The demolition of Sheffield in the 1960's, 1970's & 1980's a blaze was the sky with fires from the demolition sites there were only a few known Sheffield Companies at the time A.D.H Demolition Limited (contracted to Sheffield Council) A. Whites Demoliiton Ltd Childs Demolition Ltd Demex Ltd J. Whites Ltd and later T.D.E (Rotherham) (ancestors of A. Whites demolition) i remember as an only child going with my parents to the demolition sites, i remember the black sooty days crooks moor was ablaze with fires and being situated on a hill you could look across Sheffield and see other contractors lighting the sky. The forgotten demolition men and woman contractors that made Adolf Hitler assault on sheffield oblivious. The Sheffield Council pillaged property with compulsory purchase took peoples homes and business for pittance of monies, i remember sometimes wed pull houses down leaving the odd one still standing whilst the owners or tenants were fighting for their legal rights to stay or be given a better deal. Sheffield Council insisted on the demolition of what we would see today as historical buildings but to the council they was drab, nuisance and needed to be pulled down our sheffield architecture of centuries past were stone masons are not of what is today ended up a pile of rubble and down the tip it went. Odd pieces will have survived and relocated without knowing and the next generation losing site. I know the red set that lay on the floor in kelham island were taken from the Sheffield Abattoir and re laid in the museum yet a piece of history is lost again and no mention of where they arrived from they just part of the decor of the museum yet in truth is part of a bigger history. i attach a stone fireplace my parents built in a property still in the sheffield area, the new owners of that property will never know the history of that house or where that huge fireplace with its ornate archway came from. The archway formed the door way to the GAS HOUSE on commercial Street its were you paid your account (its historic significance to Sheffield is when sheffield turned from Candle Light to Gas. i attach another photo of a font that was part of the St josephs convent, common side htpp://www.yorkshirefilmarchive.com/film/environmental-health-part-park-hill-slums-1-5 I'm hoping a log can be made on this site for anyone to upload demolition photographs and maybe if theres any demolition men left that worked on these site can contribute before history is lost. I was a fortunate person i know much of sheffield i lived the era and a breathed it with my family. Im trying to see if we can make a single page where all the data of the lost (demolished) can be found, before it is too late. I want to see what the public holds before i update this site again with All the 1000 pictures and documents i hold of Sheffield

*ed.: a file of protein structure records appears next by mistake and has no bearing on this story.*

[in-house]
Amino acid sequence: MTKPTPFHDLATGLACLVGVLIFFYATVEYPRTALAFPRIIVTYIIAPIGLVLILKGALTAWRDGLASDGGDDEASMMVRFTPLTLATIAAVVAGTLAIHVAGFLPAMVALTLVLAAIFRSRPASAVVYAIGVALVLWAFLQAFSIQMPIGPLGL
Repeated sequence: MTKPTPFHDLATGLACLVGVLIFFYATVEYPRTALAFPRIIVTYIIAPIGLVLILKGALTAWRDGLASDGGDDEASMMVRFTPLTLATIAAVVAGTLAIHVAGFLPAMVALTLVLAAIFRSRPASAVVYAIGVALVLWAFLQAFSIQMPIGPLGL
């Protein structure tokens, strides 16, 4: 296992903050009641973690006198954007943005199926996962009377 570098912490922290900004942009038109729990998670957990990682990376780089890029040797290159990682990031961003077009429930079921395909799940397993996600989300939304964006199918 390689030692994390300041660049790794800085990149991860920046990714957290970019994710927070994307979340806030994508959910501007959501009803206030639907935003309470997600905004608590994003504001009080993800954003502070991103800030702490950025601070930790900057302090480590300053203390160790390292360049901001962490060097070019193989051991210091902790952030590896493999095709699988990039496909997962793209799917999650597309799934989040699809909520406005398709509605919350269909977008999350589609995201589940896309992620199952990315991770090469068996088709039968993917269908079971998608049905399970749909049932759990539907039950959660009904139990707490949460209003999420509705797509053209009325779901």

21. 2 points
    171 on corner of Alfred Street and Dane Street https://www.old-maps.co.uk/#/Map/437500/389500/13/101329
  22. 2 points
    I remember as a child in the '70s being so proud of that fountain because my Dad had told me that it had been made (partially at least) at Bramahs, which he worked at as a fabricator for some years Cant honestly remember if Dad had actually had anything to do with its construction, but in my head 'My Dad made that!', and I told anyone that would listen !
  23. 2 points